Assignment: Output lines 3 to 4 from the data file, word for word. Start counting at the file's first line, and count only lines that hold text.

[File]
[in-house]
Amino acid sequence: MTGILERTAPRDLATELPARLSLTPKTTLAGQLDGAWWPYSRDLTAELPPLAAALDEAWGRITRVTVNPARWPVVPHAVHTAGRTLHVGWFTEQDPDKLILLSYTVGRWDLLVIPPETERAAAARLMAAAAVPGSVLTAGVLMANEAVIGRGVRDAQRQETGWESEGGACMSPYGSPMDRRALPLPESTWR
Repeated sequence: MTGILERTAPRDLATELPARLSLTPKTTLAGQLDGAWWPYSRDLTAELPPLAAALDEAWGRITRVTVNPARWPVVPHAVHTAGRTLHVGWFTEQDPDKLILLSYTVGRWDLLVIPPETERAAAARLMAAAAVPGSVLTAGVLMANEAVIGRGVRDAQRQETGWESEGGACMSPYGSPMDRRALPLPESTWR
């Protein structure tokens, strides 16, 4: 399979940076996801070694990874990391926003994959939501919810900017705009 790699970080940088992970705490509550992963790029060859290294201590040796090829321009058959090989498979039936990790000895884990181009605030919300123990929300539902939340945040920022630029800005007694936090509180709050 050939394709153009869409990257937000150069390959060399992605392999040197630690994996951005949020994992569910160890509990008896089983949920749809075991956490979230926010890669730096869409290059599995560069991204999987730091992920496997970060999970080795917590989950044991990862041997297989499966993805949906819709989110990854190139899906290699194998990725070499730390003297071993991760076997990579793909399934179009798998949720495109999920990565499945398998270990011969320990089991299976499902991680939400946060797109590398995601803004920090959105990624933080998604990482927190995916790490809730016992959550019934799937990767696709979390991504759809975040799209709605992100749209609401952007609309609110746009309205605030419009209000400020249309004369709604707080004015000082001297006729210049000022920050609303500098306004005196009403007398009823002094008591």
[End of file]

Repeated sequence: MTGILERTAPRDLATELPARLSLTPKTTLAGQLDGAWWPYSRDLTAELPPLAAALDEAWGRITRVTVNPARWPVVPHAVHTAGRTLHVGWFTEQDPDKLILLSYTVGRWDLLVIPPETERAAAARLMAAAAVPGSVLTAGVLMANEAVIGRGVRDAQRQETGWESEGGACMSPYGSPMDRRALPLPESTWR
């Protein structure tokens, strides 16, 4: 399979940076996801070694990874990391926003994959939501919810900017705009 790699970080940088992970705490509550992963790029060859290294201590040796090829321009058959090989498979039936990790000895884990181009605030919300123990929300539902939340945040920022630029800005007694936090509180709050 050939394709153009869409990257937000150069390959060399992605392999040197630690994996951005949020994992569910160890509990008896089983949920749809075991956490979230926010890669730096869409290059599995560069991204999987730091992920496997970060999970080795917590989950044991990862041997297989499966993805949906819709989110990854190139899906290699194998990725070499730390003297071993991760076997990579793909399934179009798998949720495109999920990565499945398998270990011969320990089991299976499902991680939400946060797109590398995601803004920090959105990624933080998604990482927190995916790490809730016992959550019934799937990767696709979390991504759809975040799209709605992100749209609401952007609309609110746009309205605030419009209000400020249309004369709604707080004015000082001297006729210049000022920050609303500098306004005196009403007398009823002094008591």